My Story: Why I'm Running
I am a college professor, active community leader, and a mom who believes that when local government leaders take a pragmatic approach to solving problems we create the kind of vital democracies capable of withstanding crisis and improving the lives of all. I have lived in Hennepin County for 14 years, and moved to Edina with my husband (a physician and public health researcher) when my family found our dream home -- a house on the hill, in the woods, with a block full of children. Hennepin County is a national leader in innovation, serving people, and addressing climate change. As the District 6 County Commissioner I will ensure we continue that tradition of excellence and meet today's challenges with honesty and courage in order to prioritize policies that make us safer and healthier.
Childhood: My Heroes
My beloved grandmother was a Japanese immigrant who instilled the values of independence, hard work, devotion to family, and tenacity. I saw firsthand the sorrows of being separated from loved ones by oceans, and deeply admired my grandmother's dignity in the face of discrimination. I also grew up in a social worker's house where conversations with my dad about our duties to care for others was the dinner table talk. I know first hand the impacts that mental health has on families. My dad had to raise three girls on his own because of my mother's mental health struggles. He was able to do this in part because of a good public employee job. Dad didn't make enough for us to take vacations but we did have good health care and parental time off, and that made all the difference. When Covid-19 hit I begged him to do work remotely, but he told me that his clients were people abandoned by society -- many of them live month to month between homelessness and shelter and he would never stop showing up for them.
I have an undergraduate degree in peace and conflict resolution from American University where I graduated from the Honors Program magna cum laude, worked for the Islamic Center for Peace, and lived in South Africa to learn about the truth and reconciliation commission. At the University of Colorado School of Law I served as editor for the International Environmental Law and Policy Journal, worked for the Natural Resources Center, and was named Federal Indian student attorney of the year. Afterwards I clerked for Justice Brian Boatright (CO Supreme Court) when he was a district court judge. Ultimately law school brought up more questions than answers for me, so I moved to Minneapolis for a PhD in comparative literature and cultural studies from the UMN where I examined the relationship between the atomic bombing of Hiroshima alongside the internment of Japanese Americans. Though I am not a brilliant linguist I do love learning other languages and have studied Spanish, Afrikaans, Xhosa, French, German, and can get around in Japanese.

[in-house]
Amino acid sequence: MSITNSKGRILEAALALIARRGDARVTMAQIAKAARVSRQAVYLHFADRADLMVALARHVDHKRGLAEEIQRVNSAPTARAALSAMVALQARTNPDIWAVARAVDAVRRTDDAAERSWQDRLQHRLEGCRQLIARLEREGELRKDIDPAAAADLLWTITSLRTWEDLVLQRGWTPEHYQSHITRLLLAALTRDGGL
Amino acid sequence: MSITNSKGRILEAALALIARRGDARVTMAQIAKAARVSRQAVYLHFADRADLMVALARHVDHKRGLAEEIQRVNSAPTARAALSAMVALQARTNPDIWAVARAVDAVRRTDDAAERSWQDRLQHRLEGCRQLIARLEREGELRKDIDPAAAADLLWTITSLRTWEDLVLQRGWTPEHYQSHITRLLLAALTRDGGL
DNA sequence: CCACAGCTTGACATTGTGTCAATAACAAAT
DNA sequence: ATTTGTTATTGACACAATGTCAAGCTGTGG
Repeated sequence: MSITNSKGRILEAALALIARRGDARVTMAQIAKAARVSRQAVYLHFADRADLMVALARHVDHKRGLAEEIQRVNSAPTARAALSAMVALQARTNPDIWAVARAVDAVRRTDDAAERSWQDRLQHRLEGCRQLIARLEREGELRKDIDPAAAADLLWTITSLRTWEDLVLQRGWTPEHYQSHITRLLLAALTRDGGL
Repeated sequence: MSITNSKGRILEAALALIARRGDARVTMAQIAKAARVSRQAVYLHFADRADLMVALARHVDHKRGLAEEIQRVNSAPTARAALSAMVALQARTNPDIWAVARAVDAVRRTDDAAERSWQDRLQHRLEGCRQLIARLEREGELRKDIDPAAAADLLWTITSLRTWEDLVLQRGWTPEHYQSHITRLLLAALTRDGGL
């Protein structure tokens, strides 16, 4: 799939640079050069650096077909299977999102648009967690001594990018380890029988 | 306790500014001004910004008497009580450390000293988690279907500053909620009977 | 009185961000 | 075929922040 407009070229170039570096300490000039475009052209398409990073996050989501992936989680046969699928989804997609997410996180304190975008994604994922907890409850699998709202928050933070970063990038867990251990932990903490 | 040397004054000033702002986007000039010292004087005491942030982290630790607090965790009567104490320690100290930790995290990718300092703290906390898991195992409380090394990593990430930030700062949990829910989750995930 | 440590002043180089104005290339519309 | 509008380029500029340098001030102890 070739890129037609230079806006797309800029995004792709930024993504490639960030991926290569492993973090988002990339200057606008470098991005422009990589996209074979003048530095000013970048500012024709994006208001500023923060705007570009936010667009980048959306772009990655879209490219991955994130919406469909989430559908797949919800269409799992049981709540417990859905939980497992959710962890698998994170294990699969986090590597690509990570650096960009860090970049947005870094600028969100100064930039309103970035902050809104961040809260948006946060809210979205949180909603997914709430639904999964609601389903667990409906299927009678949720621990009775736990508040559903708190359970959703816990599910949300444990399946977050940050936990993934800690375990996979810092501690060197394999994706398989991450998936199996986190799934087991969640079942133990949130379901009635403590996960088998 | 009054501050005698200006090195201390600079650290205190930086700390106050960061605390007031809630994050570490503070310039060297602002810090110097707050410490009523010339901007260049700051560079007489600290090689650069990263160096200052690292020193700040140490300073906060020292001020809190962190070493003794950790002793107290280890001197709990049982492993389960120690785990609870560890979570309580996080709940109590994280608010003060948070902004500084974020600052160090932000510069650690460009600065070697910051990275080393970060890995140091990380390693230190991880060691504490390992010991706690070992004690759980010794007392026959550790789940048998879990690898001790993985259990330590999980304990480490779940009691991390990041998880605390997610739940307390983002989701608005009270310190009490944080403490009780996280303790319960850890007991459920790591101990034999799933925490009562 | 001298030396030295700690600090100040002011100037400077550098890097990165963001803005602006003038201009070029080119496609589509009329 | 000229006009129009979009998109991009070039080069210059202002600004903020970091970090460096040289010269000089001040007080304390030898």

Since becoming a mother I have dedicated myself to supporting my local community and gained a wide variety of experiences crucial for understanding the complex dynamics of local leadership: I opened a bookstore and founded a neighborhood business association; led a volunteer support group for Planned Parenthood and was named volunteer of the year; helped launch the transformation of an unused railway into a mixed use trail; organized sexual violence bystander training for community members; advocated for pedestrian safety; instituted restorative facilitation leadership training; was part of a team expanding organics recycling for neighbors in rental units; and created a tenant-to-tenant conflict resolution funding program to help prevent evictions. Before moving to Edina, we lived in the Uptown area of Minneapolis where I ran for city council, coming in second as a grassroots candidate in a competitive field of seven. Then as now, I urged voters to prioritize both police reform AND public safety, and to look for leadership that is courageous AND collaborative.